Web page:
The Student Association’s (SA) student activity fee may have seen its last mandated days.
From Tuesday, May 1 to Thursday, May 3, the biannual general elections for senators and delegates were open to the student body. This semester, students were also asked to vote on whether to keep the $105 student activity fee as a mandatory part of our tuition or not.
Per the SA constitution, the student activities fee referendum requires a 12.5 percent student participation rate. If not approved, the fee will become voluntary and students can waive the fee when paying tuition, which will drastically decrease the SA budget.
In turn, this will directly affect the budget of clubs, organizations, programming and the ability for SA to continue being a functioning governing body.
Following this semester’s round of elections, the referendum failed to pass, with only an 11.7 percent participation rate. Fortunately, the student government decided to reopen online voting from Tuesday, May 8 until Thursday, May 10 in hopes of reaching the 12.5 percent needed. The ballot is only open to students who didn’t already cast a vote.
Like most club members, fourth-year digital media production and creative writing student Breanne Casucci finds the lack of campus support to be disconcerting.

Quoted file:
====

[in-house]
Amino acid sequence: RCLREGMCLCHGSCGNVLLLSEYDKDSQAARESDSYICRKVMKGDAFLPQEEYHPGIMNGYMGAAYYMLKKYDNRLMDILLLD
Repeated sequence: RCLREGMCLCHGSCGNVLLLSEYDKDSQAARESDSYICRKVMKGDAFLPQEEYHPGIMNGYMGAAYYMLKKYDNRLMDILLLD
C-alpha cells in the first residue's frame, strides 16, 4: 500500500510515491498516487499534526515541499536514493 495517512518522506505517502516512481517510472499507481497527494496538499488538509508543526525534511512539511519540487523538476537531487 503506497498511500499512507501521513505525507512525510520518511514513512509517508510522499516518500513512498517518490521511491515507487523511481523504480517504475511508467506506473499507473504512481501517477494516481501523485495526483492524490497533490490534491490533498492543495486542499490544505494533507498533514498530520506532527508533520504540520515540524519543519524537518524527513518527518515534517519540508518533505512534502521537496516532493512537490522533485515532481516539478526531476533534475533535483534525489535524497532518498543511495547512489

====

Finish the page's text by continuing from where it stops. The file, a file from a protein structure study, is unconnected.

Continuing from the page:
“88.7 has been running for over 40 years and to give that up because people don’t want to pay the fee is really upsetting,” said Casucci, who, as station manager of WFNP, has already experienced major budget cuts earlier this semester.
The student activities fee and SA not only sponsors clubs, but any student run events on campus, as well as finances student research and conferences.
If SA’s budget decreases, the loss in funding could be a slippery slope towards other unanticipated problems.
“A policy we hold is that because everyone pays for the student activity fee, clubs cannot discriminate against any student,” said fourth-year international business and economic major and Vice President of finance Fousseni Baba. “Once you make that fee optional, you open the door to discrimination.”
Making the student fee optional would limit SA’s abilities to enact change and limit their voices, therefore ours.
A lack in funding would also create disconnect between the campus and town communities, and change the cultures of both alike.
Baba and Casucci also expressed concerns about budget cuts affecting people’s jobs. For instance, the center for student media recently hired a new director, and the loss in clubs will potentially affect her position on campus.
“If we lose funding, students could be deterred from coming here,” Casucci said. “It’s a huge aspect of our community that will be missing from students lives.”